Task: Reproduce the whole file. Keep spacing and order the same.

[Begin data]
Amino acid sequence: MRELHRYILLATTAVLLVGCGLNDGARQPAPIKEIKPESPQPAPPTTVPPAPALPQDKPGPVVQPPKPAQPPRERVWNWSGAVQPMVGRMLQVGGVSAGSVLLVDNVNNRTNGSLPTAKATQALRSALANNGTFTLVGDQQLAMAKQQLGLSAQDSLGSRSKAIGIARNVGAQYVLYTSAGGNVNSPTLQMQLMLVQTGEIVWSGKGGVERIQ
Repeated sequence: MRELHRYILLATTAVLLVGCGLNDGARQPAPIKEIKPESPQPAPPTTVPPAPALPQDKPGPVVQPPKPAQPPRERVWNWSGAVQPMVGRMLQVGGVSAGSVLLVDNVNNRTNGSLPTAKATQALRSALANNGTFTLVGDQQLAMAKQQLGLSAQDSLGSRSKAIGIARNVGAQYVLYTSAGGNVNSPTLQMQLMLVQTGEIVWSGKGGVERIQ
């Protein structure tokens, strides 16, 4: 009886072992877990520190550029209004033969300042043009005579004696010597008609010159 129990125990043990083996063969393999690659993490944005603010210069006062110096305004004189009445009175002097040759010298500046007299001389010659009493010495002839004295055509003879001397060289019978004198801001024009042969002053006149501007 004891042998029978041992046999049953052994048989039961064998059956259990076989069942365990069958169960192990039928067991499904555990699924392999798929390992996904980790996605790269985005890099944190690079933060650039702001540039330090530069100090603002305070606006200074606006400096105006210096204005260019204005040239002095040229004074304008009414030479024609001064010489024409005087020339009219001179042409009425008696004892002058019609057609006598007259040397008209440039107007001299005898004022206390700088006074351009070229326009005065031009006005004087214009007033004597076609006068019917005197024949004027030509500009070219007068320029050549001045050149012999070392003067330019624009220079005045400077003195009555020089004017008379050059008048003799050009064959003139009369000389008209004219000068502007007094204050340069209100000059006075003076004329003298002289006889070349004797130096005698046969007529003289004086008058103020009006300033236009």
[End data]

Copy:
Amino acid sequence: MRELHRYILLATTAVLLVGCGLNDGARQPAPIKEIKPESPQPAPPTTVPPAPALPQDKPGPVVQPPKPAQPPRERVWNWSGAVQPMVGRMLQVGGVSAGSVLLVDNVNNRTNGSLPTAKATQALRSALANNGTFTLVGDQQLAMAKQQLGLSAQDSLGSRSKAIGIARNVGAQYVLYTSAGGNVNSPTLQMQLMLVQTGEIVWSGKGGVERIQ
Repeated sequence: MRELHRYILLATTAVLLVGCGLNDGARQPAPIKEIKPESPQPAPPTTVPPAPALPQDKPGPVVQPPKPAQPPRERVWNWSGAVQPMVGRMLQVGGVSAGSVLLVDNVNNRTNGSLPTAKATQALRSALANNGTFTLVGDQQLAMAKQQLGLSAQDSLGSRSKAIGIARNVGAQYVLYTSAGGNVNSPTLQMQLMLVQTGEIVWSGKGGVERIQ
């Protein structure tokens, strides 16, 4: 009886072992877990520190550029209004033969300042043009005579004696010597008609010159 129990125990043990083996063969393999690659993490944005603010210069006062110096305004004189009445009175002097040759010298500046007299001389010659009493010495002839004295055509003879001397060289019978004198801001024009042969002053006149501007 004891042998029978041992046999049953052994048989039961064998059956259990076989069942365990069958169960192990039928067991499904555990699924392999798929390992996904980790996605790269985005890099944190690079933060650039702001540039330090530069100090603002305070606006200074606006400096105006210096204005260019204005040239002095040229004074304008009414030479024609001064010489024409005087020339009219001179042409009425008696004892002058019609057609006598007259040397008209440039107007001299005898004022206390700088006074351009070229326009005065031009006005004087214009007033004597076609006068019917005197024949004027030509500009070219007068320029050549001045050149012999070392003067330019624009220079005045400077003195009555020089004017008379050059008048003799050009064959003139009369000389008209004219000068502007007094204050340069209100000059006075003076004329003298002289006889070349004797130096005698046969007529003289004086008058103020009006300033236009």